Yeah, so that's a huge part of my job. And so actually, today, an example is we do an event called healing through connections. And that is to promote and understand that healing looks different for everyone. And so it's really great, today, we have our healing through connections, heal your inner child day. So people get to come and they can heal their inner child through we're going to be doing some writing letters to our younger selves, we're gonna have some sensory bins so we can all you know, go wild, and play with our senses, some coloring, and just the time to you know, meet other students, and staff and faculty, for them to you know, have that come community sense of healing and understand that it's okay, that it looks different for everyone. And also promote those different ways of healing. Since we know that, you know, therapy, and some of those more common forms of healing are very vital and important, but they don't work for everyone. And so it's important to reach out and kind of access those different forms of healing. And so that's what we bring to campus, once every semester. So

Unknown Speaker 27:55
I love it so informative. We're kind of wrapping up here. But we always like to give the guests the opportunity to give their final words or anything that that you want to leave with the listeners.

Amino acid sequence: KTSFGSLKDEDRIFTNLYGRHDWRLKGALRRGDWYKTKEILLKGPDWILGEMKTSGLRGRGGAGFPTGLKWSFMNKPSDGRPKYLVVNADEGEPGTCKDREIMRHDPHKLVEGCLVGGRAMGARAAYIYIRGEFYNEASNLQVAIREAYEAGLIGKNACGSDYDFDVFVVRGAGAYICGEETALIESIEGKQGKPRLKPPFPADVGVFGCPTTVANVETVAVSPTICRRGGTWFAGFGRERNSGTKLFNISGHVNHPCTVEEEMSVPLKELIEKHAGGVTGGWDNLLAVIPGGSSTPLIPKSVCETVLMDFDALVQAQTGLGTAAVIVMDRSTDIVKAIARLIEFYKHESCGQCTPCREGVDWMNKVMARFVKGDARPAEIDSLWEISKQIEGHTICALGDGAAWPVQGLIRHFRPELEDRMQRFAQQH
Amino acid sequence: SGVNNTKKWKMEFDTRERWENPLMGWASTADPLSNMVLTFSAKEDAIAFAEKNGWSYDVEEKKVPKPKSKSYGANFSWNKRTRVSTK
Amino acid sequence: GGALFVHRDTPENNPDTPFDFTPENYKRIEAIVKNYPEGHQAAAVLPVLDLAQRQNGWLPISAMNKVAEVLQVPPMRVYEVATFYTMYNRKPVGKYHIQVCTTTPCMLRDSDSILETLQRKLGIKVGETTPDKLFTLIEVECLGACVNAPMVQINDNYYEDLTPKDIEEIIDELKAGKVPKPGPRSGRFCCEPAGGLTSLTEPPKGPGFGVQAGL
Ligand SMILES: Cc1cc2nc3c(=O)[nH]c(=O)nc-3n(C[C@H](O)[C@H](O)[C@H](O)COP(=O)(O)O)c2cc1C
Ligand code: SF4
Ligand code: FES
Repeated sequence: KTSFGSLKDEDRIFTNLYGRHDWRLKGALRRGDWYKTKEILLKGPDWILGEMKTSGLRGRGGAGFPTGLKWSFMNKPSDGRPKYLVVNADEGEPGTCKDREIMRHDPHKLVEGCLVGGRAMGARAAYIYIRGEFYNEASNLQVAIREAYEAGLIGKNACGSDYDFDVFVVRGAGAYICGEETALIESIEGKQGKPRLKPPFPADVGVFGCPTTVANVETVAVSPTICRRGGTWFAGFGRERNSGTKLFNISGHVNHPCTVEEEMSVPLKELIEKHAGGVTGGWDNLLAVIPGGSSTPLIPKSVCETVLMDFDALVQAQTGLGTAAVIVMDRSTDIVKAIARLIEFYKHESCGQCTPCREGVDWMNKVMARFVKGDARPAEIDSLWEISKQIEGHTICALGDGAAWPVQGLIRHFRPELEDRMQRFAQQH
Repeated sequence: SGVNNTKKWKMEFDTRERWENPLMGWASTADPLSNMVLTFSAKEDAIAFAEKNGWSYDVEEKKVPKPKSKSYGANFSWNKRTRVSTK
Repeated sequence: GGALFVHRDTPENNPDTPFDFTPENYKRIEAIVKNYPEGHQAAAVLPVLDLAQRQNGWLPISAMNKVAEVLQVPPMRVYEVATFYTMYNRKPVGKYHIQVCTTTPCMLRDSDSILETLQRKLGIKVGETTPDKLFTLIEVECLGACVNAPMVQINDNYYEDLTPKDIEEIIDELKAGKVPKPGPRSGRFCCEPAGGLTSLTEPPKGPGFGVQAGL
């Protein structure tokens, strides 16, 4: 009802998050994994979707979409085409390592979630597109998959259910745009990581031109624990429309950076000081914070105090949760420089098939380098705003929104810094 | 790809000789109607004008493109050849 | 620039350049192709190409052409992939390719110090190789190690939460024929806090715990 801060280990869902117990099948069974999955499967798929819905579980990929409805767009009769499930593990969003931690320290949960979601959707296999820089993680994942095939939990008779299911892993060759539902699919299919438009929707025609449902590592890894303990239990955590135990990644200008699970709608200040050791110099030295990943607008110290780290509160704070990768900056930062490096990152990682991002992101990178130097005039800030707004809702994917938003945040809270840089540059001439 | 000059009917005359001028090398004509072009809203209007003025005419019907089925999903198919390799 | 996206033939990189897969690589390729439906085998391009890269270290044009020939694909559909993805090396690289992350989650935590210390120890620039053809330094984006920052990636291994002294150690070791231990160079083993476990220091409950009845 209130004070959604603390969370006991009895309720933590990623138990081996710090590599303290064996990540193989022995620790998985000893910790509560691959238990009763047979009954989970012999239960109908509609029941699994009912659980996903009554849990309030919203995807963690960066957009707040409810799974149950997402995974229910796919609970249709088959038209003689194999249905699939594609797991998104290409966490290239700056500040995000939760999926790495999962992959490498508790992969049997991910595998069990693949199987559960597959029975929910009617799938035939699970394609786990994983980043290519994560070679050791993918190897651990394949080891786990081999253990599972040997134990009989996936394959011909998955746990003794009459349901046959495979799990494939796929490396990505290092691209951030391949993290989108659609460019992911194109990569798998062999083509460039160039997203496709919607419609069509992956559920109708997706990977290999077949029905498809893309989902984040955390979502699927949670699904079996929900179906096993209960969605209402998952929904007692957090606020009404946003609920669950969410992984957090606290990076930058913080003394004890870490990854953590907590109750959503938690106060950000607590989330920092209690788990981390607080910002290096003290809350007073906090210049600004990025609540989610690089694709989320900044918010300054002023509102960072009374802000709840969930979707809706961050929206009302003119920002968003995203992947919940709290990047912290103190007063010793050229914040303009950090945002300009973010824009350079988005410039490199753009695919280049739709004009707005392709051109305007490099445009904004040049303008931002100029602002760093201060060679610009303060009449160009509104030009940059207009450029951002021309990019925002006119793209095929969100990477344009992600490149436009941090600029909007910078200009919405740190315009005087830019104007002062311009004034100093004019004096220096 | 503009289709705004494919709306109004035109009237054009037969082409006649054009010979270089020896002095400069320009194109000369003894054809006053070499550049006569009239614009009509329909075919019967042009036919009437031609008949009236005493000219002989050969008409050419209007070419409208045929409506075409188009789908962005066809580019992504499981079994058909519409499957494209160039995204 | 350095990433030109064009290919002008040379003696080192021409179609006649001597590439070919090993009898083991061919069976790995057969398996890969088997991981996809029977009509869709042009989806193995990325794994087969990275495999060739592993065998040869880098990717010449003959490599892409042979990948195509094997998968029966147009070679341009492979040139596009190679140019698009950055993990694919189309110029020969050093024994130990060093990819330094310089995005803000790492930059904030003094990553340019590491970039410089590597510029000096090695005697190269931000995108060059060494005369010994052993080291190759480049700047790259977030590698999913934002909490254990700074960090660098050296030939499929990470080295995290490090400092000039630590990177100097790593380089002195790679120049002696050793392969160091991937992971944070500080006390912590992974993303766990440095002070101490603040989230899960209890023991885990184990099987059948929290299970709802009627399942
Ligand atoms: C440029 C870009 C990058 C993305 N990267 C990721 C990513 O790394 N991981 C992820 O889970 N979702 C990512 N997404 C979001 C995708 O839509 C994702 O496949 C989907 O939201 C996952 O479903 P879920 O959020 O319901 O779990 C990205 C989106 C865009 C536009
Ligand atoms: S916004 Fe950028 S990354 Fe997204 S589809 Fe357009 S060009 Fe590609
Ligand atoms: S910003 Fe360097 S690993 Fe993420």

Unknown Speaker 28:06
Oh, final thoughts for you? How would How would people get connected with you?

Unknown Speaker 28:10
Yeah, the final thought that I want to leave is that you are not alone, and that we care. So, you know, we understand that there are factors that really prevent people from accessing some support. But we truly strive to be a non judgmental, confirming space for people. So please come to the care center. We're here to support you. And you are welcome as you are. Yes, that was

Unknown Speaker 28:39
beautiful. It was beginning. I would, I would just say I would agree. Another like shameless plug for the care center. We also offer free period care products. We're located right next to financial aid. So we're a little catty cornered and a little hidden on campus. But like Tara said, we would love to have people join us. And we're here for you. And we believe you.

Unknown Speaker 29:06
Okay, thank you for that.

Unknown Speaker 29:08
Thank you so much.

Unknown Speaker 29:09
Thank you for joining us. And thank you for all the wonderful resources. Thank you. Thank you.

Dr. Renee Watson 29:17
For more or less talk to UNLV Be sure to follow us on social media where you can get the latest updates on the show plus great behind the scenes content. We're on Facebook and let's talk about all the podcast Twitter and let's talk UNLV and Instagram and let's talk UNLV

Transcribed by https://otter.ai